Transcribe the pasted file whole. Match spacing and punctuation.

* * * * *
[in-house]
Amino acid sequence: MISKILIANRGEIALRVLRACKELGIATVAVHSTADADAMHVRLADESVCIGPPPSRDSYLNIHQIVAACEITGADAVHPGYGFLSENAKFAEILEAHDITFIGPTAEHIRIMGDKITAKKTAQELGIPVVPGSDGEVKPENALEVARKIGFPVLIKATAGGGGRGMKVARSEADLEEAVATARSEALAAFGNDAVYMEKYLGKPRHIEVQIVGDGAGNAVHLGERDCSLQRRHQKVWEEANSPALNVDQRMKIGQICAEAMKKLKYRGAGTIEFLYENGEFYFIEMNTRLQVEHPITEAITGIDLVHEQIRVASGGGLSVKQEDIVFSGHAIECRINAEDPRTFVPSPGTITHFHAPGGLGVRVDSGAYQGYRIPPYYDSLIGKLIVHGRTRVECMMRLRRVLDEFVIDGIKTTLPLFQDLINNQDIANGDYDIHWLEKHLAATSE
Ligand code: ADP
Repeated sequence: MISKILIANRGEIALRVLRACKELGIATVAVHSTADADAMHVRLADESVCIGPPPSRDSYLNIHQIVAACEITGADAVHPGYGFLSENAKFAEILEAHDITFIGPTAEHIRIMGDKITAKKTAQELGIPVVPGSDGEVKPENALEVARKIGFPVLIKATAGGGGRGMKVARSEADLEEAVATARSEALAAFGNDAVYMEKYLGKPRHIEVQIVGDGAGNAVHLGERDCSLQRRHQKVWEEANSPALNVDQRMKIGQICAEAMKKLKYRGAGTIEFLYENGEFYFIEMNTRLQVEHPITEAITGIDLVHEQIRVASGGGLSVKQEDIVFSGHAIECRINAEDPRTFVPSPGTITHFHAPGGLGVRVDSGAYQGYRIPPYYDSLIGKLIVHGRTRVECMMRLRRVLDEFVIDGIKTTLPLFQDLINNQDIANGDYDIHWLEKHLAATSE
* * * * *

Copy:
[in-house]
Amino acid sequence: MISKILIANRGEIALRVLRACKELGIATVAVHSTADADAMHVRLADESVCIGPPPSRDSYLNIHQIVAACEITGADAVHPGYGFLSENAKFAEILEAHDITFIGPTAEHIRIMGDKITAKKTAQELGIPVVPGSDGEVKPENALEVARKIGFPVLIKATAGGGGRGMKVARSEADLEEAVATARSEALAAFGNDAVYMEKYLGKPRHIEVQIVGDGAGNAVHLGERDCSLQRRHQKVWEEANSPALNVDQRMKIGQICAEAMKKLKYRGAGTIEFLYENGEFYFIEMNTRLQVEHPITEAITGIDLVHEQIRVASGGGLSVKQEDIVFSGHAIECRINAEDPRTFVPSPGTITHFHAPGGLGVRVDSGAYQGYRIPPYYDSLIGKLIVHGRTRVECMMRLRRVLDEFVIDGIKTTLPLFQDLINNQDIANGDYDIHWLEKHLAATSE
Ligand code: ADP
Repeated sequence: MISKILIANRGEIALRVLRACKELGIATVAVHSTADADAMHVRLADESVCIGPPPSRDSYLNIHQIVAACEITGADAVHPGYGFLSENAKFAEILEAHDITFIGPTAEHIRIMGDKITAKKTAQELGIPVVPGSDGEVKPENALEVARKIGFPVLIKATAGGGGRGMKVARSEADLEEAVATARSEALAAFGNDAVYMEKYLGKPRHIEVQIVGDGAGNAVHLGERDCSLQRRHQKVWEEANSPALNVDQRMKIGQICAEAMKKLKYRGAGTIEFLYENGEFYFIEMNTRLQVEHPITEAITGIDLVHEQIRVASGGGLSVKQEDIVFSGHAIECRINAEDPRTFVPSPGTITHFHAPGGLGVRVDSGAYQGYRIPPYYDSLIGKLIVHGRTRVECMMRLRRVLDEFVIDGIKTTLPLFQDLINNQDIANGDYDIHWLEKHLAATSE